walls of these hollowed-out portions may be treated with some phosphorescent or like substance placed therein Which may be observed through the walls of the gem when formed of transparent or translucent ma` terial.

A ring ot' my improved construction is very handsome and attractive in appearance and by forming the gem hollow, a great variety of attractive effects may be produced.l

YI claim:` Y Y 1. A finger ring formed from a single piece of metal having a finger-engaging loop with spaced apart outturned arms, and a gein bezel in substantially the same plane as said loop integral with and supported by said arms.

A. seamless linger ring having afinger engaging loop, a gem bezel disposed in the same plane as said loop, and spaced apart arms inerginginto said bezel tangent to the outer circumference thereof at substantially diametrically opposite points for connecting said loop to said bezel.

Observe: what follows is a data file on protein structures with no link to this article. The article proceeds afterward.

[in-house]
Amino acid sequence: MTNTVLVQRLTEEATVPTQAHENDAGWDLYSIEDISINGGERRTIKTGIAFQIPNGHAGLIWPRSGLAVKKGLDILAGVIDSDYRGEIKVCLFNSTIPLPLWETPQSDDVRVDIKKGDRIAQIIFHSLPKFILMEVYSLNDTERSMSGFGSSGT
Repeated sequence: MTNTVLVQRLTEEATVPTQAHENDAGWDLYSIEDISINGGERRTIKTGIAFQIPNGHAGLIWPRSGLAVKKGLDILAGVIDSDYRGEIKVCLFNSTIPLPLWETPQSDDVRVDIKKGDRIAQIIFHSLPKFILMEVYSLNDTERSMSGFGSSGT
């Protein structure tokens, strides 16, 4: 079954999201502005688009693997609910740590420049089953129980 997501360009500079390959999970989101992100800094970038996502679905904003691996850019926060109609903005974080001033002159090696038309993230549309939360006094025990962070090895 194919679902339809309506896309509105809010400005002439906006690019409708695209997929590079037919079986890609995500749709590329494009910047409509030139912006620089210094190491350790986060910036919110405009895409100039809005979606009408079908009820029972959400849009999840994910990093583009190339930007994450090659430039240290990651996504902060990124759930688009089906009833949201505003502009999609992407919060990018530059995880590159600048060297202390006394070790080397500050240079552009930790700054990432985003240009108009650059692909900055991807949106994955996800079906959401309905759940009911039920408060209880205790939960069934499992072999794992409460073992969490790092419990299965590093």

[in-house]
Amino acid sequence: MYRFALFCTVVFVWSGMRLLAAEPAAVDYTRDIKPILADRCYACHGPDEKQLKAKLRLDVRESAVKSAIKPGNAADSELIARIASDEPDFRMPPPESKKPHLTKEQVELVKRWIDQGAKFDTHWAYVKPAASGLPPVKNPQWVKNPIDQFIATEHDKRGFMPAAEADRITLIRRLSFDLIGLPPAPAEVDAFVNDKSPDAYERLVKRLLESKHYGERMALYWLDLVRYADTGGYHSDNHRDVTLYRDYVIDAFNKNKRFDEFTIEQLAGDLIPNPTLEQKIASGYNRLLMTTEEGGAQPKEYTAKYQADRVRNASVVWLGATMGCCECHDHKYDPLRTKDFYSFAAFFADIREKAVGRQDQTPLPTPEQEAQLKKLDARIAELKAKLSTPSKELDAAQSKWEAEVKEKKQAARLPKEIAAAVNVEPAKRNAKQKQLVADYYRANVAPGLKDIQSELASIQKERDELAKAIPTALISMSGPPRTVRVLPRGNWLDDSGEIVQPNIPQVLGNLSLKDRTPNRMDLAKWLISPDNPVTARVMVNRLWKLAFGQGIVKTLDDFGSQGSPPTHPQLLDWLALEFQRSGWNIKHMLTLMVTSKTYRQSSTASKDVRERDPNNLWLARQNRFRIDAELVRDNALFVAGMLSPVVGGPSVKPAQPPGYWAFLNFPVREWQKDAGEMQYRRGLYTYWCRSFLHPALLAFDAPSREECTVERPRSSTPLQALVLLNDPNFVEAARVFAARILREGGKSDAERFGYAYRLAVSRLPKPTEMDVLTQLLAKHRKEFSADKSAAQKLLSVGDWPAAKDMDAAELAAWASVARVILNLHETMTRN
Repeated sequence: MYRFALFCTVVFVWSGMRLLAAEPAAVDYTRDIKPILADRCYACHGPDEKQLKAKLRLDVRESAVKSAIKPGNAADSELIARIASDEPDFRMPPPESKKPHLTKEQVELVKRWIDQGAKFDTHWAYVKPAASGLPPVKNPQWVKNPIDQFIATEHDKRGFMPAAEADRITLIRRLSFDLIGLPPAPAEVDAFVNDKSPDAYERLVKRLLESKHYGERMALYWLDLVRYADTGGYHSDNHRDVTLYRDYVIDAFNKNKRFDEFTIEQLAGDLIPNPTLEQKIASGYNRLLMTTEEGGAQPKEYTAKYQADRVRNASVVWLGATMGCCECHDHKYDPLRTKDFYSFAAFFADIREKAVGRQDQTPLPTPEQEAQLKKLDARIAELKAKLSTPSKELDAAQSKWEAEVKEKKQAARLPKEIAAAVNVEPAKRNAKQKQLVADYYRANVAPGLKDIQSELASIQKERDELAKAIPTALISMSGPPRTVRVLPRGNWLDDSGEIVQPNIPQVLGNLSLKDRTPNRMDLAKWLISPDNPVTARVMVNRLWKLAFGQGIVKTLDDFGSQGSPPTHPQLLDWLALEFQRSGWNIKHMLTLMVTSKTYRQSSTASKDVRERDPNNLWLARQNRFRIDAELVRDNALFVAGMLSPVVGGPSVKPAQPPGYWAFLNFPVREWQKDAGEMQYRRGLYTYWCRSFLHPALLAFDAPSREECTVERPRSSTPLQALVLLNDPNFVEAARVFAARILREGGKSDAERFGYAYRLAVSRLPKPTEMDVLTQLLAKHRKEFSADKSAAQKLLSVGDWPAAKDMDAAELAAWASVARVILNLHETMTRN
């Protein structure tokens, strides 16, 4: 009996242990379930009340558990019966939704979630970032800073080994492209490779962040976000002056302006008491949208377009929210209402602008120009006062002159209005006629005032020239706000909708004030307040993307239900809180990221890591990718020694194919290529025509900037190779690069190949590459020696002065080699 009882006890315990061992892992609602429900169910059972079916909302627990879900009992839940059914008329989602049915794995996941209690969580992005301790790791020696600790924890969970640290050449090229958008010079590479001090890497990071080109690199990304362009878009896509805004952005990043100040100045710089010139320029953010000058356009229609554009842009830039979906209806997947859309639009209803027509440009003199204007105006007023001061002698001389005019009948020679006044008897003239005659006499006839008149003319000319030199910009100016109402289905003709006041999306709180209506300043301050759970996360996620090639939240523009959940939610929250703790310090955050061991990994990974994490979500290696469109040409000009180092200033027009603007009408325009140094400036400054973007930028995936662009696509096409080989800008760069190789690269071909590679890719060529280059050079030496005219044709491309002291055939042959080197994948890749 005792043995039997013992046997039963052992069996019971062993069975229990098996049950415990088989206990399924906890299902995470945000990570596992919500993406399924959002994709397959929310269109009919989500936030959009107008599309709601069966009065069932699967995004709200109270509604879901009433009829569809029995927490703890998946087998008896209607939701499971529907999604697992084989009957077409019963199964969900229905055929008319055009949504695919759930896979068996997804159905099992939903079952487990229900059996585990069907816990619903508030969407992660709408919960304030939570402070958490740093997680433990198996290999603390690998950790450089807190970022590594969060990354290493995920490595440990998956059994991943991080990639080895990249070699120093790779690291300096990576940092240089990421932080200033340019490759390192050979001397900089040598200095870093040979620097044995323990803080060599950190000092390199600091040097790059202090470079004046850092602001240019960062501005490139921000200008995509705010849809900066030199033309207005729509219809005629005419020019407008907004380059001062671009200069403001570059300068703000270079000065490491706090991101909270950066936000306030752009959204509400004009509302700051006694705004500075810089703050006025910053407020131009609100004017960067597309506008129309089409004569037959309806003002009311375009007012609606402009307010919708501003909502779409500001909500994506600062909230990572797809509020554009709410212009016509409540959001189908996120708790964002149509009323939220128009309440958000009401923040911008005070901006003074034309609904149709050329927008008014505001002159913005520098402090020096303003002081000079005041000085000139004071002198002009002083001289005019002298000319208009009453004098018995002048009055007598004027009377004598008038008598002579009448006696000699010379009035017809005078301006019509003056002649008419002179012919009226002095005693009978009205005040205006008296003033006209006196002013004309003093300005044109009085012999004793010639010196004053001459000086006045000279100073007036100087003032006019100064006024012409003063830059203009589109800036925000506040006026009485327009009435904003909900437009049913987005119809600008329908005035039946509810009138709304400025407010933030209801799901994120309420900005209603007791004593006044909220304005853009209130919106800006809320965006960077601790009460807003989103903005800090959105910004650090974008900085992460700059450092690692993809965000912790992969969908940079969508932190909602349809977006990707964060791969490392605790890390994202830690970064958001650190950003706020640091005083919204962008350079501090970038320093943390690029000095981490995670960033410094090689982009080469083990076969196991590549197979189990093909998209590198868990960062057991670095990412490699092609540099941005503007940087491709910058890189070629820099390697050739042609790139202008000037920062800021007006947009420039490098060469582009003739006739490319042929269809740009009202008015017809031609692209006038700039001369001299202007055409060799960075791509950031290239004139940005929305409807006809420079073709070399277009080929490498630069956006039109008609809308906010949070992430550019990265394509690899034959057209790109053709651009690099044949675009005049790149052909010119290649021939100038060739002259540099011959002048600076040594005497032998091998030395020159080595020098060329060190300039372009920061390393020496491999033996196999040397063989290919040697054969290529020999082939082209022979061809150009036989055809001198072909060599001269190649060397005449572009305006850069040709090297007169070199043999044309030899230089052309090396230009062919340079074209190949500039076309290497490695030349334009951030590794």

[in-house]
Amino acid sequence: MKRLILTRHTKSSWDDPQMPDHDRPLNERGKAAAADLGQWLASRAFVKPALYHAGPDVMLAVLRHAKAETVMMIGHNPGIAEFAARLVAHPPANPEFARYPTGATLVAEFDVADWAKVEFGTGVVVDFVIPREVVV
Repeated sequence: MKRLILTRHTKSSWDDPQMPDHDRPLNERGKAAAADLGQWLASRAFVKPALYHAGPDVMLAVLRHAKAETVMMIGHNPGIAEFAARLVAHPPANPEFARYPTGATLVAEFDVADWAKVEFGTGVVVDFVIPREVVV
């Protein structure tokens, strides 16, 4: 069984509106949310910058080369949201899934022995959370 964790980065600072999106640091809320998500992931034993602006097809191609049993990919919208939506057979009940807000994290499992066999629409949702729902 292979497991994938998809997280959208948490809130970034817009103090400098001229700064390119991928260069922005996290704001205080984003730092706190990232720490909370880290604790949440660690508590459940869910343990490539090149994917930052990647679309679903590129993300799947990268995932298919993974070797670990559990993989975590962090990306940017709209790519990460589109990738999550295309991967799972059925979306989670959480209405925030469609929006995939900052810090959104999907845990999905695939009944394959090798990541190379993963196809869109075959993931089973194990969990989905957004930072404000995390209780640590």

3. A seamless finger ring having a finger engaging loop, a gem bezel disposed in the same plane as said loop, spaced apart arms connecting said loop with said bezel and spaced ingers about said bezel to assist in holding a geni therein.

4. A linger ring having a linger-engaging loop with outturned arms, and a gem bezel supported between said arms and having a central inner rib forming a seat for the mount-ing of gems on each side of said rib whereby the gems are supported on opposite sides of said bezel iny spaced relation.

5. A gem mounting for oppositely-disposed substantially hemispherical gems comprising` an annular band having a central inner rib forming a pair of parallel seats for mounting of said gems on each side of said rib in spaced relation, the edges of said band being bendable to be burnished over to retain gems set therein.